Date Released: 
06/07/2010

Viengxay Photakoun recently completed a Masters degree at Charles Sturt University with support from the ACIAR John Allwright Fellowship program. He returns to Lao PDR with some firm views on how to build the capacity of agricultural extension officers to benefit livestock producers. Prior to coming to Australia, Viengxay worked on an ACIAR project introducing fodder crops for livestock production in the uplands of Lao PDR. He worked closely with Dr Joanne Millar who has a special interest in developing successful extension methods. Viengxay came to Australia to complete his Masters with Dr Millar at the School of Environmental Sciences at Charles Sturt University near Albury. He previously studied English at the University of Canberra and in Vientiane. In his Masters degree Viengxay investigated ways to build institutional capacity to implement participatory research and extension in Lao PDR. On his return, he is expecting to work for the National Agriculture and Forestry Extension Service (NAFES), responsible for extension services for livestock and fisheries.

Prior to his departure from Australia, Viengxay Photakoun spoke with ACIAR’s Public Affairs Officer, Mandy Gyles.

How important is the raising of livestock in Lao PDR?

Lao PDR is an undeveloped country where more than 30 per cent of people are poor farmers. Raising livestock is an important component for farmers. In upland areas, livestock provides about half of a farmer’s income. So livestock can contribute to reducing poverty and can slow shifting cultivation, and support the Lao economy.

How has the work to introduce fodder crops into the upland areas of Lao PDR helped livestock production?

My responsibility has been with the extension approach. Links between research and extension can help farmers get an impact from research, for example, by involving more farmers in a project they can expand the impact to a large area from family to family, from village to village, from district to district, and from province to province. The number of farmers and the number of livestock involved in the project to extend the use of forages is increasing. The use of new technology for fattening livestock is expanding quickly. District staff can gain knowledge, skills and experience from this project by working closely with farmers. They also gain knowledge and learn from the farmers too.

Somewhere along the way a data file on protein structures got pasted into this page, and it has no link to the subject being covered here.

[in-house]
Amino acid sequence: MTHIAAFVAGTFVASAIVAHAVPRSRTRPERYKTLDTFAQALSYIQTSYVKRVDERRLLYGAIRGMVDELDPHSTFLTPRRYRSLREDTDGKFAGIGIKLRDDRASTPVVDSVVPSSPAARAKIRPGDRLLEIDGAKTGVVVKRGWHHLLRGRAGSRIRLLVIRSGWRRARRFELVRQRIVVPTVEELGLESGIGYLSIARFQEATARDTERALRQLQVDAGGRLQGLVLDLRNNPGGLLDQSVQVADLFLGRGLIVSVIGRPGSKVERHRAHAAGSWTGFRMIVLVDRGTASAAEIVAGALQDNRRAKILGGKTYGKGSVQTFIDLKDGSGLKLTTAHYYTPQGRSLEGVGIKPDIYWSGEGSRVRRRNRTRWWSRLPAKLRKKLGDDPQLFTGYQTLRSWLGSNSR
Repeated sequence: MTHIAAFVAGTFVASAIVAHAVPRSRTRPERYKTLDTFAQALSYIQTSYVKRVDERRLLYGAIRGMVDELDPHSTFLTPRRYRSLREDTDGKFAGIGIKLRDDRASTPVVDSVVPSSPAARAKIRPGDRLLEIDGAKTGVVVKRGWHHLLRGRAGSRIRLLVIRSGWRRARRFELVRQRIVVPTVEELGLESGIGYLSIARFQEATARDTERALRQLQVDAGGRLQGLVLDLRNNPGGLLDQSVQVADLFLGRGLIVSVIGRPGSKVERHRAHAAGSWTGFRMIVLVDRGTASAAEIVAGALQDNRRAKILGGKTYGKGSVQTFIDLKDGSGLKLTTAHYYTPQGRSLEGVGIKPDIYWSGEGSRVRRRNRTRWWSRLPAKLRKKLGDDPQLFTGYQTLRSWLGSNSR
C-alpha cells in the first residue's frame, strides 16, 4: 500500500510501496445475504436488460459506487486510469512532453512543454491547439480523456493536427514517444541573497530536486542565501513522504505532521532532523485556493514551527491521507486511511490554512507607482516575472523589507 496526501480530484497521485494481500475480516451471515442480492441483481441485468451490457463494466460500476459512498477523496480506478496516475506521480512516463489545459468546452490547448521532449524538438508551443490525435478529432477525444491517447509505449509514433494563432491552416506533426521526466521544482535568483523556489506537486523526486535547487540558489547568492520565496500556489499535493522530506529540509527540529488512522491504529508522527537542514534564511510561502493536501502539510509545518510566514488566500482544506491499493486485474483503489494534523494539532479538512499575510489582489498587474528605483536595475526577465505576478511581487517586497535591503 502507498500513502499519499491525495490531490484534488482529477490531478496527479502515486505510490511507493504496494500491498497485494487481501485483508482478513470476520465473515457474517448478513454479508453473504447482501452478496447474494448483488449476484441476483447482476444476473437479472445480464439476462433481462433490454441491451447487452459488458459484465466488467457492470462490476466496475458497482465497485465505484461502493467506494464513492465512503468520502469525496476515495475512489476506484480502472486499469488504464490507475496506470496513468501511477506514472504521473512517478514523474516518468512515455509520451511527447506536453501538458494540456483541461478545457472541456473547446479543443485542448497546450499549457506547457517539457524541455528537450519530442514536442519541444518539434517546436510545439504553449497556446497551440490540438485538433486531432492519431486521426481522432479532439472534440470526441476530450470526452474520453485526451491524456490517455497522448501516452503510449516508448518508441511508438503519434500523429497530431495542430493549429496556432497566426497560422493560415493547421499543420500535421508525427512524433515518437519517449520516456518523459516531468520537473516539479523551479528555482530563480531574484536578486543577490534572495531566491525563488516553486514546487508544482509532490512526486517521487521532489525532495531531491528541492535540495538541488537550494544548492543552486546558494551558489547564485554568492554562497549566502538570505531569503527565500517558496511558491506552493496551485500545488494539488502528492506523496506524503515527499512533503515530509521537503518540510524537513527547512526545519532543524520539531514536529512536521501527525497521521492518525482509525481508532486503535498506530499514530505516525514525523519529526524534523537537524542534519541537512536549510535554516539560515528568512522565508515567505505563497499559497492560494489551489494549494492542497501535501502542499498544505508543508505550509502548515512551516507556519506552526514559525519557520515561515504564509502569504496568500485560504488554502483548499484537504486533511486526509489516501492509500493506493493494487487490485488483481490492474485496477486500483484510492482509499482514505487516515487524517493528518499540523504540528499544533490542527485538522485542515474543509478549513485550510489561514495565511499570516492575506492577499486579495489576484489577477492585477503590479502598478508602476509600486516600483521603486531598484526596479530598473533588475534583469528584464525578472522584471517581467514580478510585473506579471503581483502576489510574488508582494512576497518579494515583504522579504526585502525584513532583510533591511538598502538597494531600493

So how has your experience been in Australia?

I’ve been here since November 2007. I’ve learnt a lot from Australian experts, from Australian extension workers, and from Australian farmers. I visited 13 farmers, small medium and large in NSW and Victoria. I also gained a lot by exchanging knowledge and ideas with other students – Australian and international – in group meetings, discussions, tutorials and seminars.

Tell me more about the work you did for your Masters where you examined different ways of building the capacity of extension officers.

I conducted interviews with a range of extension staff including the senior staff down to district extension staff. The project looked at different approaches to capacity building, depending on the objectives, the situation, the project size. From my research I now know that the most commonly used methods in the northern part of Laos are workshop training, on the job learning, staff meetings, cross visit, study tours or mentoring. My research showed that it is important to have a range of capacity building activities for extension agents. One of the most popular methods is cross visits, when a group of farmers travelled to another area to see what other farmers are doing. Both the farmers and the extension officers learnt a lot that way.

Are workshops used regularly to the exclusion of other methods?

Workshops have advantages and disadvantages. The advantages are bringing researchers, extension workers, stakeholders, and donor organisations together to present the results. They exchange experiences with each other, but the disadvantage of this method is that it is expensive for travel, accommodation, etc. It also depends on having a good facilitator. If they’re good, then participants can get good information.

What have you gained from studying in Australia?

I have gained experience, not only technical knowledge, but also improving my English proficiency. Now I will have a much better ability to communicate with foreigners. I will use this knowledge to help improve the experience of people in my country, starting with teaching my children, the children in my village, and in the office where I work. This will help in discussions with Australian experts and other foreign experts that come to Lao PDR.

Did you ever imagine when you were much younger that you would have a Masters degree from Australia and a senior role in the Lao Government?

I came from a small village near the capital Vientiane which only offered schooling until Year 3. From then I walked around 10km each day to get to and from primary and then secondary school in a neighbouring village. When I was young I used to read about people living in countries like France. I wished I could study overseas. Well, my dream has come true and I am very proud, as is my family and my village.

More information

A summary of Viengxay’s studies: Capacity Building for Lao Extension Staff is available in the pdf below Read more about the use of forages by farmers in South East Asia in a new book published by ACIAR:

AttachmentSize
PDF icon Capacity building for extension staff.308.35 KB
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